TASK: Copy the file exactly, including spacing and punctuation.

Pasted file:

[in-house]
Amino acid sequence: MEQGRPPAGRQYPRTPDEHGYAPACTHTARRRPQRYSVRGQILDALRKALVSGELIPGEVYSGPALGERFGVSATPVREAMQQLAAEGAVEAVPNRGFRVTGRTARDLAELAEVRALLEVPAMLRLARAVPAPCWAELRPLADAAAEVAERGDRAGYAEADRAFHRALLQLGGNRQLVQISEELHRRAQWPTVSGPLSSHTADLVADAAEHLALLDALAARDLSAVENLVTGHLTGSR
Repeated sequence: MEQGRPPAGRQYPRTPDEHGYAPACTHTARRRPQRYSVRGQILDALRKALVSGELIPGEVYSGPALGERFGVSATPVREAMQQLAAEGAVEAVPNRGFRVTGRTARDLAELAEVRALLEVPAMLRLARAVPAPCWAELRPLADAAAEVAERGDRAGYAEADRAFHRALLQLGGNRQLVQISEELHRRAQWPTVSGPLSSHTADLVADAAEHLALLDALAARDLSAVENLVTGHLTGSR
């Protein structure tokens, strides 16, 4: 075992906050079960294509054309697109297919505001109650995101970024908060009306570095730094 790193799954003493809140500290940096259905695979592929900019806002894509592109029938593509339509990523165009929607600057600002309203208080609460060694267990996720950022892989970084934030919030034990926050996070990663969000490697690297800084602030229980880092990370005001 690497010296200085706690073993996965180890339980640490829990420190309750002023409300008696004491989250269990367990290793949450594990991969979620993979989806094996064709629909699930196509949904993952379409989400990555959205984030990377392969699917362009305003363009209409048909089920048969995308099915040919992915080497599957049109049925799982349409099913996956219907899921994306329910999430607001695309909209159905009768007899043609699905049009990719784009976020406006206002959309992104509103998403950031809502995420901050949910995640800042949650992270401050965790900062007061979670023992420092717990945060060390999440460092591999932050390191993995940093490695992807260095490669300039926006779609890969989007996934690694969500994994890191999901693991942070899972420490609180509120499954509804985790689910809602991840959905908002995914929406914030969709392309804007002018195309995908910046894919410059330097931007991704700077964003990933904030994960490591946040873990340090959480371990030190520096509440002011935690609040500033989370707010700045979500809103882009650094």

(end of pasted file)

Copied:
[in-house]
Amino acid sequence: MEQGRPPAGRQYPRTPDEHGYAPACTHTARRRPQRYSVRGQILDALRKALVSGELIPGEVYSGPALGERFGVSATPVREAMQQLAAEGAVEAVPNRGFRVTGRTARDLAELAEVRALLEVPAMLRLARAVPAPCWAELRPLADAAAEVAERGDRAGYAEADRAFHRALLQLGGNRQLVQISEELHRRAQWPTVSGPLSSHTADLVADAAEHLALLDALAARDLSAVENLVTGHLTGSR
Repeated sequence: MEQGRPPAGRQYPRTPDEHGYAPACTHTARRRPQRYSVRGQILDALRKALVSGELIPGEVYSGPALGERFGVSATPVREAMQQLAAEGAVEAVPNRGFRVTGRTARDLAELAEVRALLEVPAMLRLARAVPAPCWAELRPLADAAAEVAERGDRAGYAEADRAFHRALLQLGGNRQLVQISEELHRRAQWPTVSGPLSSHTADLVADAAEHLALLDALAARDLSAVENLVTGHLTGSR
């Protein structure tokens, strides 16, 4: 075992906050079960294509054309697109297919505001109650995101970024908060009306570095730094 790193799954003493809140500290940096259905695979592929900019806002894509592109029938593509339509990523165009929607600057600002309203208080609460060694267990996720950022892989970084934030919030034990926050996070990663969000490697690297800084602030229980880092990370005001 690497010296200085706690073993996965180890339980640490829990420190309750002023409300008696004491989250269990367990290793949450594990991969979620993979989806094996064709629909699930196509949904993952379409989400990555959205984030990377392969699917362009305003363009209409048909089920048969995308099915040919992915080497599957049109049925799982349409099913996956219907899921994306329910999430607001695309909209159905009768007899043609699905049009990719784009976020406006206002959309992104509103998403950031809502995420901050949910995640800042949650992270401050965790900062007061979670023992420092717990945060060390999440460092591999932050390191993995940093490695992807260095490669300039926006779609890969989007996934690694969500994994890191999901693991942070899972420490609180509120499954509804985790689910809602991840959905908002995914929406914030969709392309804007002018195309995908910046894919410059330097931007991704700077964003990933904030994960490591946040873990340090959480371990030190520096509440002011935690609040500033989370707010700045979500809103882009650094």